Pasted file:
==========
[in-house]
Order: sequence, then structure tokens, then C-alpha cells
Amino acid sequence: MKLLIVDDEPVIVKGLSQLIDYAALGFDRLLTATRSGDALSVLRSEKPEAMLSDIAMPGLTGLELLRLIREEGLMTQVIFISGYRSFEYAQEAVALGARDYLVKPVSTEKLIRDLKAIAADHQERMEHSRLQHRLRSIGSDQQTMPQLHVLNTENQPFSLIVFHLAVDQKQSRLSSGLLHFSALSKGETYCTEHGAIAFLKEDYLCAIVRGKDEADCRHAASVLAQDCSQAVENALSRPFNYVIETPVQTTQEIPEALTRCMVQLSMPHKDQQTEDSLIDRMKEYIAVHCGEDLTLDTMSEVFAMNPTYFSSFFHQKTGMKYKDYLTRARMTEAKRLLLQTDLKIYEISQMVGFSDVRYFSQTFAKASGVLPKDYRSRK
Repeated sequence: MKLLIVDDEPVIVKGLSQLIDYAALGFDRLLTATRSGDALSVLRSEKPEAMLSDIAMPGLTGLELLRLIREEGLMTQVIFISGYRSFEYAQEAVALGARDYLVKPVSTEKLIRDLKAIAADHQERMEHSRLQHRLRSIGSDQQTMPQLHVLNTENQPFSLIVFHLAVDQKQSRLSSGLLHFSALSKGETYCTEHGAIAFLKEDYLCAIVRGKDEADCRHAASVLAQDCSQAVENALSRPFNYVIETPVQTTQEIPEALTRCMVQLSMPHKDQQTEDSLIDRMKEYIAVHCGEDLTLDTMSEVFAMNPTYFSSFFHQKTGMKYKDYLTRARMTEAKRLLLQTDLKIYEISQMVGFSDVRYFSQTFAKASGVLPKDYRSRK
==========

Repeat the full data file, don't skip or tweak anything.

[in-house]
Order: sequence, then structure tokens, then C-alpha cells
Amino acid sequence: MKLLIVDDEPVIVKGLSQLIDYAALGFDRLLTATRSGDALSVLRSEKPEAMLSDIAMPGLTGLELLRLIREEGLMTQVIFISGYRSFEYAQEAVALGARDYLVKPVSTEKLIRDLKAIAADHQERMEHSRLQHRLRSIGSDQQTMPQLHVLNTENQPFSLIVFHLAVDQKQSRLSSGLLHFSALSKGETYCTEHGAIAFLKEDYLCAIVRGKDEADCRHAASVLAQDCSQAVENALSRPFNYVIETPVQTTQEIPEALTRCMVQLSMPHKDQQTEDSLIDRMKEYIAVHCGEDLTLDTMSEVFAMNPTYFSSFFHQKTGMKYKDYLTRARMTEAKRLLLQTDLKIYEISQMVGFSDVRYFSQTFAKASGVLPKDYRSRK
Repeated sequence: MKLLIVDDEPVIVKGLSQLIDYAALGFDRLLTATRSGDALSVLRSEKPEAMLSDIAMPGLTGLELLRLIREEGLMTQVIFISGYRSFEYAQEAVALGARDYLVKPVSTEKLIRDLKAIAADHQERMEHSRLQHRLRSIGSDQQTMPQLHVLNTENQPFSLIVFHLAVDQKQSRLSSGLLHFSALSKGETYCTEHGAIAFLKEDYLCAIVRGKDEADCRHAASVLAQDCSQAVENALSRPFNYVIETPVQTTQEIPEALTRCMVQLSMPHKDQQTEDSLIDRMKEYIAVHCGEDLTLDTMSEVFAMNPTYFSSFFHQKTGMKYKDYLTRARMTEAKRLLLQTDLKIYEISQMVGFSDVRYFSQTFAKASGVLPKDYRSRK